JOHN LEWIS SMITH, Jr., District Judge.
Plaintiff, as trustee, brings this action for construction and interpretation of a will to ascertain the interests of the defendants and for guidance as to future distributions. This court has jurisdiction under D.C.Code § 11-521 (1967 ed.), 28 U.S.C.A. § 2201, and Rule 57 of the Federal Rules of Civil Procedure. The will, dated March 22, 1929, is that of Mrs. Henrietta V. Johnston who died on March 28, 1930. The will was admitted to probate on April 5, 1930; its validity is uncontested.
Initially, the will provides for equal one-fourth life estates in her husband, her daughter, and her two grandsons. Additional provisions, operative upon the death of these original beneficiaries, funnel the legacy through the grandsons to their issue. Upon the death of the original four life tenants and any issue of the two grandsons living at the time of the testatrix's death, the trust terminates and the corpus is to be distributed to the issue of the grandsons. In the event that there are no such issue, the corpus goes to the Washington Foundation, a contingent remainderman to be administered by the trustee.
Two questions are presented for resolution. The first is whether a child adopted by one of the grandsons twelve years after the death of the testatrix is to be considered as "issue" within the terms of the will, and, as such, entitled to share in the future income of the trust and the corpus upon distribution. The second question is whether one of the grandson's natural issue, who was en ventre sa mere at the time of the testatrix's death, represents a measuring life for the trust. The parties in interest have submitted the case on cross-motions for summary judgment. The court is of the opinion that both questions should be answered in the affirmative.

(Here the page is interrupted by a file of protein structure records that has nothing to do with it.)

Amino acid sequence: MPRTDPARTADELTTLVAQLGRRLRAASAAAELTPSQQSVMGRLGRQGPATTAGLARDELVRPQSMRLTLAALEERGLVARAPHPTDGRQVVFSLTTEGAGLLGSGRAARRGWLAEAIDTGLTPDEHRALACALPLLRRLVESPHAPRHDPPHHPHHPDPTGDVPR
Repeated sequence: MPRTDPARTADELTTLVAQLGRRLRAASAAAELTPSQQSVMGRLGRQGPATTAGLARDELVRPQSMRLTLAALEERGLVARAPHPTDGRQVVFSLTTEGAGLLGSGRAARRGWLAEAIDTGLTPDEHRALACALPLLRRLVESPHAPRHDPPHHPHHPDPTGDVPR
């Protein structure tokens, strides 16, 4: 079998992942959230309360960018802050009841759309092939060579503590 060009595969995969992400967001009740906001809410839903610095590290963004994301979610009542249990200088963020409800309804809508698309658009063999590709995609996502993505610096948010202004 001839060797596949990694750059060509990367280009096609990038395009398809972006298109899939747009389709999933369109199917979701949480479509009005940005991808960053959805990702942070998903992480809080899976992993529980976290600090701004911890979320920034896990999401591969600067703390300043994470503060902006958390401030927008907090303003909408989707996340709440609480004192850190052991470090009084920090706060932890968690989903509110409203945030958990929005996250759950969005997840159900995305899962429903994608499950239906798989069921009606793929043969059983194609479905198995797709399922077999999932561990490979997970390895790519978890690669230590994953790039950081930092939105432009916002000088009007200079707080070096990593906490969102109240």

The District of Columbia adoption statute
enacted in 1963 provides in pertinent part:
A final decree of adoption establishes the relationship of natural parent and natural child between the adoptor and adoptee for all purposes, including mutual rights of inheritance and succession as if adoptee were born to adoptor. The adoptee takes from, through, and as representative of his adoptive parent or parents in the same manner as a child by birth, and upon the death of an adoptee intestate, his property shall pass and be distributed in the same manner as if the adoptee had been born to the adopting parent or parents in lawful wedlock.
It is well settled that in construing a will the intent of the testatrix is controlling. Here, however, there is nothing within the four corners of the instrument which points to her preference regarding adopted children. Mrs. Johnston probably never considered the matter, there is certainly no indication of intended discrimination. Public policy thus becomes the guide to follow. Precedent is found in the case of Johns v. Cobb, 131 U.S.App.D.C. 85, 402 F.2d 636, (1968), which, in a footnote, additionally notes that, "While we view the time of adoption here as a factor * * *, we do not attach great importance to it * * *"
Craig v. Rowland, 10 App.D.C. 402 (1897), furnishes the basis for the answer to the second question wherein at page 415 it notes that,
Now, it is well settled, both in England and in this country, that a child en ventre sa mere is deemed to be in esse, for the purpose of taking a remainder, or any other estate or interest which is for his benefit, whether by descent, by devise, or under the statute of distribution. 4 Kent Com. 249. The cases are full to this effect; * * *